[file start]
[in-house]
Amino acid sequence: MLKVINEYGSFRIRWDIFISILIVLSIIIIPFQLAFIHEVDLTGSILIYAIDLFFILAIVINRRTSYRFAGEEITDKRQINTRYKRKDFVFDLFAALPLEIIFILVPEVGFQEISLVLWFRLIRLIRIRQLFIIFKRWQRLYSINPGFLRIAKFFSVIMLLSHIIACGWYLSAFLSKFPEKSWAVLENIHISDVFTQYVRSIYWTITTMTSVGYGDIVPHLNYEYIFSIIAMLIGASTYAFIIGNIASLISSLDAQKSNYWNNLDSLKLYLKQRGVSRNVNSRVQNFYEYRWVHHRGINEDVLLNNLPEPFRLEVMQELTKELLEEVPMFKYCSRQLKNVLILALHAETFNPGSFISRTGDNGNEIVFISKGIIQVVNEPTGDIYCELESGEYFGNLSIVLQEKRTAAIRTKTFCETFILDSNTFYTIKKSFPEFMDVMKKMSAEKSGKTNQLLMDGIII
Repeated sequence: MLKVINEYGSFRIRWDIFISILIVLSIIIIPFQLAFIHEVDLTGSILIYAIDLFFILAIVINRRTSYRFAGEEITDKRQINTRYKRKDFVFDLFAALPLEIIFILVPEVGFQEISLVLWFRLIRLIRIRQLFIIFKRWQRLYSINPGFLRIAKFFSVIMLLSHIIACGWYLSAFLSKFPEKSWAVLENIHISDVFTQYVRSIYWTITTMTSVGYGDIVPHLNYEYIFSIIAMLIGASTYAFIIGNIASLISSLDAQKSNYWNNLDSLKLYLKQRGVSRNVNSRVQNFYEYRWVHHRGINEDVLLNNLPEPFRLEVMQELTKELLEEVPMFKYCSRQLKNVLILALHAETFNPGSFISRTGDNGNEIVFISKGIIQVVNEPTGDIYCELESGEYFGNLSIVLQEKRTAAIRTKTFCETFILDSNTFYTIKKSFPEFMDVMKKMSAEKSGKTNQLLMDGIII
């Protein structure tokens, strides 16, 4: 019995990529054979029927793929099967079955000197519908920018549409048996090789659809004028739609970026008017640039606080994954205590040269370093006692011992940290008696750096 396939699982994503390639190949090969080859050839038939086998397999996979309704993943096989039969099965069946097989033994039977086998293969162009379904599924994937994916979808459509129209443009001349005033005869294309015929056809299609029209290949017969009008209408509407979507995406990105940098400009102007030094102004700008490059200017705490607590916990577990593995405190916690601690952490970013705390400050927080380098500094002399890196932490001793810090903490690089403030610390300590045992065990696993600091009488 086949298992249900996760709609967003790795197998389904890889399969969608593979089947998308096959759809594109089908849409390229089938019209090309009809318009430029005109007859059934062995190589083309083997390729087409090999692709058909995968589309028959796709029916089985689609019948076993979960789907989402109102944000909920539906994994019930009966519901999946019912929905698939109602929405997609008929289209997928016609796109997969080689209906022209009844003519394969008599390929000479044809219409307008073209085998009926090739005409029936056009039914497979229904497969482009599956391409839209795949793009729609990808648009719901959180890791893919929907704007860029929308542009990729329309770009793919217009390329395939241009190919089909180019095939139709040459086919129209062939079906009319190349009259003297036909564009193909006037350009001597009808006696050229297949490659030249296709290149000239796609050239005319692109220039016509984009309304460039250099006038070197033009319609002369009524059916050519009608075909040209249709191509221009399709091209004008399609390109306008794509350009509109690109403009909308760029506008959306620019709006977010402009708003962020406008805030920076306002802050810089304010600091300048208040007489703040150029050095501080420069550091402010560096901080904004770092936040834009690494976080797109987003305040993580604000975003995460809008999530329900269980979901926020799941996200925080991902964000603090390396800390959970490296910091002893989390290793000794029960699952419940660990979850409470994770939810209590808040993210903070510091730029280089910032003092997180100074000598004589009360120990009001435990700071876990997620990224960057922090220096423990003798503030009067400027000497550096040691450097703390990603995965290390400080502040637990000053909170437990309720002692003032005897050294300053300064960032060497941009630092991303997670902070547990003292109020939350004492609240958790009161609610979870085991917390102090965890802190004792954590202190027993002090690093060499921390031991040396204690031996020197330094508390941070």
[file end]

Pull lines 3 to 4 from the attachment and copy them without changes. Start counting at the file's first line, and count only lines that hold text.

Repeated sequence: MLKVINEYGSFRIRWDIFISILIVLSIIIIPFQLAFIHEVDLTGSILIYAIDLFFILAIVINRRTSYRFAGEEITDKRQINTRYKRKDFVFDLFAALPLEIIFILVPEVGFQEISLVLWFRLIRLIRIRQLFIIFKRWQRLYSINPGFLRIAKFFSVIMLLSHIIACGWYLSAFLSKFPEKSWAVLENIHISDVFTQYVRSIYWTITTMTSVGYGDIVPHLNYEYIFSIIAMLIGASTYAFIIGNIASLISSLDAQKSNYWNNLDSLKLYLKQRGVSRNVNSRVQNFYEYRWVHHRGINEDVLLNNLPEPFRLEVMQELTKELLEEVPMFKYCSRQLKNVLILALHAETFNPGSFISRTGDNGNEIVFISKGIIQVVNEPTGDIYCELESGEYFGNLSIVLQEKRTAAIRTKTFCETFILDSNTFYTIKKSFPEFMDVMKKMSAEKSGKTNQLLMDGIII
């Protein structure tokens, strides 16, 4: 019995990529054979029927793929099967079955000197519908920018549409048996090789659809004028739609970026008017640039606080994954205590040269370093006692011992940290008696750096 396939699982994503390639190949090969080859050839038939086998397999996979309704993943096989039969099965069946097989033994039977086998293969162009379904599924994937994916979808459509129209443009001349005033005869294309015929056809299609029209290949017969009008209408509407979507995406990105940098400009102007030094102004700008490059200017705490607590916990577990593995405190916690601690952490970013705390400050927080380098500094002399890196932490001793810090903490690089403030610390300590045992065990696993600091009488 086949298992249900996760709609967003790795197998389904890889399969969608593979089947998308096959759809594109089908849409390229089938019209090309009809318009430029005109007859059934062995190589083309083997390729087409090999692709058909995968589309028959796709029916089985689609019948076993979960789907989402109102944000909920539906994994019930009966519901999946019912929905698939109602929405997609008929289209997928016609796109997969080689209906022209009844003519394969008599390929000479044809219409307008073209085998009926090739005409029936056009039914497979229904497969482009599956391409839209795949793009729609990808648009719901959180890791893919929907704007860029929308542009990729329309770009793919217009390329395939241009190919089909180019095939139709040459086919129209062939079906009319190349009259003297036909564009193909006037350009001597009808006696050229297949490659030249296709290149000239796609050239005319692109220039016509984009309304460039250099006038070197033009319609002369009524059916050519009608075909040209249709191509221009399709091209004008399609390109306008794509350009509109690109403009909308760029506008959306620019709006977010402009708003962020406008805030920076306002802050810089304010600091300048208040007489703040150029050095501080420069550091402010560096901080904004770092936040834009690494976080797109987003305040993580604000975003995460809008999530329900269980979901926020799941996200925080991902964000603090390396800390959970490296910091002893989390290793000794029960699952419940660990979850409470994770939810209590808040993210903070510091730029280089910032003092997180100074000598004589009360120990009001435990700071876990997620990224960057922090220096423990003798503030009067400027000497550096040691450097703390990603995965290390400080502040637990000053909170437990309720002692003032005897050294300053300064960032060497941009630092991303997670902070547990003292109020939350004492609240958790009161609610979870085991917390102090965890802190004792954590202190027993002090690093060499921390031991040396204690031996020197330094508390941070």